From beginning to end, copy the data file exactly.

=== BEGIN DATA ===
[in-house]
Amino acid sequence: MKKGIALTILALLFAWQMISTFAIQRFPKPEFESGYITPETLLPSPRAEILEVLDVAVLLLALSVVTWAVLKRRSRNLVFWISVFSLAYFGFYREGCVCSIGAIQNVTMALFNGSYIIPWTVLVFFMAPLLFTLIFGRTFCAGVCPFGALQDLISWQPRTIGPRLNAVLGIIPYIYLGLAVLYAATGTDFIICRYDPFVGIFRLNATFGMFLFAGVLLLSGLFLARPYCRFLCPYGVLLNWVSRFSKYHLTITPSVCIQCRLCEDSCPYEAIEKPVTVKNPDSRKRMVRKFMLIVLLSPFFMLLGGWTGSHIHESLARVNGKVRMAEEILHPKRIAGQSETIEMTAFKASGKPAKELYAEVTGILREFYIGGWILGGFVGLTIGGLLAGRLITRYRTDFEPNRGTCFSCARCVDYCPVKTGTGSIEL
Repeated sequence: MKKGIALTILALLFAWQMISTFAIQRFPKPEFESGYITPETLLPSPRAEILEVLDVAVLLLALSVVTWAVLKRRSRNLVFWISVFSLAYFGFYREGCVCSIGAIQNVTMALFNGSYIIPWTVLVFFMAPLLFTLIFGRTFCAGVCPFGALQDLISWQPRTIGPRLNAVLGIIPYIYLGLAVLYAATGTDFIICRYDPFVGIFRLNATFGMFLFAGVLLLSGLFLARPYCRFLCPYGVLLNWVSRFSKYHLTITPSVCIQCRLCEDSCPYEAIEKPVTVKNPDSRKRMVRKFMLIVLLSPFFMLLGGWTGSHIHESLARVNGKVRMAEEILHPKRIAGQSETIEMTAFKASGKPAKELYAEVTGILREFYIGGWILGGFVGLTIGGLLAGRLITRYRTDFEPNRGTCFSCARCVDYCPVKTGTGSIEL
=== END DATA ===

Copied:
[in-house]
Amino acid sequence: MKKGIALTILALLFAWQMISTFAIQRFPKPEFESGYITPETLLPSPRAEILEVLDVAVLLLALSVVTWAVLKRRSRNLVFWISVFSLAYFGFYREGCVCSIGAIQNVTMALFNGSYIIPWTVLVFFMAPLLFTLIFGRTFCAGVCPFGALQDLISWQPRTIGPRLNAVLGIIPYIYLGLAVLYAATGTDFIICRYDPFVGIFRLNATFGMFLFAGVLLLSGLFLARPYCRFLCPYGVLLNWVSRFSKYHLTITPSVCIQCRLCEDSCPYEAIEKPVTVKNPDSRKRMVRKFMLIVLLSPFFMLLGGWTGSHIHESLARVNGKVRMAEEILHPKRIAGQSETIEMTAFKASGKPAKELYAEVTGILREFYIGGWILGGFVGLTIGGLLAGRLITRYRTDFEPNRGTCFSCARCVDYCPVKTGTGSIEL
Repeated sequence: MKKGIALTILALLFAWQMISTFAIQRFPKPEFESGYITPETLLPSPRAEILEVLDVAVLLLALSVVTWAVLKRRSRNLVFWISVFSLAYFGFYREGCVCSIGAIQNVTMALFNGSYIIPWTVLVFFMAPLLFTLIFGRTFCAGVCPFGALQDLISWQPRTIGPRLNAVLGIIPYIYLGLAVLYAATGTDFIICRYDPFVGIFRLNATFGMFLFAGVLLLSGLFLARPYCRFLCPYGVLLNWVSRFSKYHLTITPSVCIQCRLCEDSCPYEAIEKPVTVKNPDSRKRMVRKFMLIVLLSPFFMLLGGWTGSHIHESLARVNGKVRMAEEILHPKRIAGQSETIEMTAFKASGKPAKELYAEVTGILREFYIGGWILGGFVGLTIGGLLAGRLITRYRTDFEPNRGTCFSCARCVDYCPVKTGTGSIEL